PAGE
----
Northern English: from the Old Norse byname or personal name Sparkr ‘sprightly’, ‘vivacious’.... [more]
SPARROW     English
English: nickname from Middle English sparewe ‘sparrow’, perhaps for a small, chirpy person, or else for someone bearing some fancied physical resemblance to a sparrow.
SPARROW     English
Nickname from Middle English sparewe "sparrow", perhaps for a small, chirpy person, or else for someone bearing some fancied physical resemblance to a sparrow.
SPATAFORA     Italian
This surname originates from the Italian island of Sicily, where it was first borne by a noble family of Byzantine origin, which had settled on the island in the 11th century AD. Their surname was derived from the Greek noun σπάθη (spathe) "blade, sword" (akin to Latin spatha "broad sword with a double edge") combined with Greek φορεω (phoreo) "to carry, to bear", which gives the surname the meaning of "he who carries the sword" or "sword-bearer"... [more]
SPAULDING     English (British)
Variant spelling of Spalding.
SPEAKMAN     English
English (chiefly Lancashire) nickname or occupational name for someone who acted as a spokesman, from Middle English spekeman ‘advocate’, ‘spokesman’ (from Old English specan to speak + mann ‘man’).
SPECK     German
Variant of Specker as well as a locational surname from one of various places called Speck, Specke and Specken in northern Germany and Spöck in southern Germany, as well as an occupational surname derived from German Speck "bacon" denoting a butcher who sepcialized in the production of bacon, as well as a derisive nickname for a corpulent person.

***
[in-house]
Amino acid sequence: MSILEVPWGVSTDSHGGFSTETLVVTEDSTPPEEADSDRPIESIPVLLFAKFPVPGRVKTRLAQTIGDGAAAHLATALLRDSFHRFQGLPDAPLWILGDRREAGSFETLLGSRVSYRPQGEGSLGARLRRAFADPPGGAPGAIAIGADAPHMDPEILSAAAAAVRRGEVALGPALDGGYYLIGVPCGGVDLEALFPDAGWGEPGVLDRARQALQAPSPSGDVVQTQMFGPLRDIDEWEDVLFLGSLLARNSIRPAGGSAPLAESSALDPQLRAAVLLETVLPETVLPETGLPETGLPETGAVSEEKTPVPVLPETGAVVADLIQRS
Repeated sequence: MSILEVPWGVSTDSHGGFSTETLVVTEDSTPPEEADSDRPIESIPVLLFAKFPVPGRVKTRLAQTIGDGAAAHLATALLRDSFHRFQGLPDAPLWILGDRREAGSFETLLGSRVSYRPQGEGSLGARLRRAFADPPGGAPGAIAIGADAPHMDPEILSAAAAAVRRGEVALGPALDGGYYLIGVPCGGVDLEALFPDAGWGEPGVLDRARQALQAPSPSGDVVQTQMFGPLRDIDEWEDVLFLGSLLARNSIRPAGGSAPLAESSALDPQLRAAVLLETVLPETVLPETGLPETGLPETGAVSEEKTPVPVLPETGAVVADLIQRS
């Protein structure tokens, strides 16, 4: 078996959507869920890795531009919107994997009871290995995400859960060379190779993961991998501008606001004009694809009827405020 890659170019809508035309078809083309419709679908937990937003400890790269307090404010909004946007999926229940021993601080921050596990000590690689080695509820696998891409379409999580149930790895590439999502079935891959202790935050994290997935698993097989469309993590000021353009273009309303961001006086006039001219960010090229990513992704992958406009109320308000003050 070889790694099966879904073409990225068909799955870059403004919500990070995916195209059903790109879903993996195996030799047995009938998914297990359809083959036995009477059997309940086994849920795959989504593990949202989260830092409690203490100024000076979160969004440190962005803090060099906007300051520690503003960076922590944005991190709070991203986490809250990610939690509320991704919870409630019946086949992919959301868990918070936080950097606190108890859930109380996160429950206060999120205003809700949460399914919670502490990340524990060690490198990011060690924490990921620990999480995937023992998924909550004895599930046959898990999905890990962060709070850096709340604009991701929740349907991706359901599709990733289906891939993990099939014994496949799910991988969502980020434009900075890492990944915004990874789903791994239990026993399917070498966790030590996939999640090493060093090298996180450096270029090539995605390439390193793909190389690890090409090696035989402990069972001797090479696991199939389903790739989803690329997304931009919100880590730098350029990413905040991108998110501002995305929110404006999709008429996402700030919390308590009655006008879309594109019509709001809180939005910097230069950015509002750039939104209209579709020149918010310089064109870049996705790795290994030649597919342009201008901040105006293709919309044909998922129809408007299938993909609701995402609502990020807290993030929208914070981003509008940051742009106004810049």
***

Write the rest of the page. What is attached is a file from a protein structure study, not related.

SPECTOR     Jewish
Occupational name from Polish szpektor "teacher's assistant in a Jewish school", a derivative of Polish inspecktor "supervisor".
SPEE     ?
SPEIER     Ancient Germanic
Habitational name from Speyer.
SPEKTOR     Jewish, Russian
Variant of Spector.
SPENCE     English, Scottish
Metonymic occupational name for a servant employed in the pantry of a great house or monastery, from Middle English spense "larder", "storeroom" (a reduced form of Old French despense, from a Late Latin derivative of dispendere, past participle dispensus, "to weigh out or dispense").
SPENDLOVE     English
From a medieval nickname for someone who spread their amorous affections around freely. A different form of the surname was borne by Dora Spenlow, the eponymous hero's "child-wife" in Charles Dickens's 'David Copperfield' (1849-50).... [more]
SPENS     Scottish
Variant of SPENCE.
SPERLICH     German
SPERO     Jewish